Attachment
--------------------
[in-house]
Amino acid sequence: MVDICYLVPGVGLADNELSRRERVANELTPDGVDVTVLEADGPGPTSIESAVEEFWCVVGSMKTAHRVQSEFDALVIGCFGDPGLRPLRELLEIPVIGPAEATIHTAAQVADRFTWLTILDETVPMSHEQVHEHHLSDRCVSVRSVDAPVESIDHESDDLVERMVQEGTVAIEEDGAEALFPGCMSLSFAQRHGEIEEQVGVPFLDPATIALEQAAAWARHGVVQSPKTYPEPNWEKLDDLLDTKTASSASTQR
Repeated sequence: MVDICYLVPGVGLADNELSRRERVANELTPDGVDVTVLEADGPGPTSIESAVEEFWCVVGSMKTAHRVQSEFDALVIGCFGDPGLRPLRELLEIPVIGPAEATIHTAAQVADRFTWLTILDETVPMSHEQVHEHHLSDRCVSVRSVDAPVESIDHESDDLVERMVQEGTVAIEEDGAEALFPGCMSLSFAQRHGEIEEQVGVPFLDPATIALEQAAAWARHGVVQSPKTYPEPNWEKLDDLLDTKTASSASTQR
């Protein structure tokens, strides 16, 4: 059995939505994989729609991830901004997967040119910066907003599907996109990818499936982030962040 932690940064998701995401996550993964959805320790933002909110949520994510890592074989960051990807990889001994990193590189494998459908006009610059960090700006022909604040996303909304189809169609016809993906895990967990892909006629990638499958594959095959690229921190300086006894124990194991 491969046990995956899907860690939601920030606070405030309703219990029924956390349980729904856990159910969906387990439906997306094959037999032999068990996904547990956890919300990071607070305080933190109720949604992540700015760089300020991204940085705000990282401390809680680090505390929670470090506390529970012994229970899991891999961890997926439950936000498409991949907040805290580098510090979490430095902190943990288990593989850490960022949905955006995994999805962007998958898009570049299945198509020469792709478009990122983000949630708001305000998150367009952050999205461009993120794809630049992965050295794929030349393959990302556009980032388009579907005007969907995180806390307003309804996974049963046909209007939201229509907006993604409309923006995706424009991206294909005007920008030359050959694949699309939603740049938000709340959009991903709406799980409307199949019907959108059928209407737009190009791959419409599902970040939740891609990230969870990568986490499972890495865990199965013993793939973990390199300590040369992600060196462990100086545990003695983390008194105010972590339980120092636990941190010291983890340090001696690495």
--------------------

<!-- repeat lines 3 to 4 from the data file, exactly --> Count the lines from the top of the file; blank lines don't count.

Repeated sequence: MVDICYLVPGVGLADNELSRRERVANELTPDGVDVTVLEADGPGPTSIESAVEEFWCVVGSMKTAHRVQSEFDALVIGCFGDPGLRPLRELLEIPVIGPAEATIHTAAQVADRFTWLTILDETVPMSHEQVHEHHLSDRCVSVRSVDAPVESIDHESDDLVERMVQEGTVAIEEDGAEALFPGCMSLSFAQRHGEIEEQVGVPFLDPATIALEQAAAWARHGVVQSPKTYPEPNWEKLDDLLDTKTASSASTQR
């Protein structure tokens, strides 16, 4: 059995939505994989729609991830901004997967040119910066907003599907996109990818499936982030962040 932690940064998701995401996550993964959805320790933002909110949520994510890592074989960051990807990889001994990193590189494998459908006009610059960090700006022909604040996303909304189809169609016809993906895990967990892909006629990638499958594959095959690229921190300086006894124990194991 491969046990995956899907860690939601920030606070405030309703219990029924956390349980729904856990159910969906387990439906997306094959037999032999068990996904547990956890919300990071607070305080933190109720949604992540700015760089300020991204940085705000990282401390809680680090505390929670470090506390529970012994229970899991891999961890997926439950936000498409991949907040805290580098510090979490430095902190943990288990593989850490960022949905955006995994999805962007998958898009570049299945198509020469792709478009990122983000949630708001305000998150367009952050999205461009993120794809630049992965050295794929030349393959990302556009980032388009579907005007969907995180806390307003309804996974049963046909209007939201229509907006993604409309923006995706424009991206294909005007920008030359050959694949699309939603740049938000709340959009991903709406799980409307199949019907959108059928209407737009190009791959419409599902970040939740891609990230969870990568986490499972890495865990199965013993793939973990390199300590040369992600060196462990100086545990003695983390008194105010972590339980120092636990941190010291983890340090001696690495």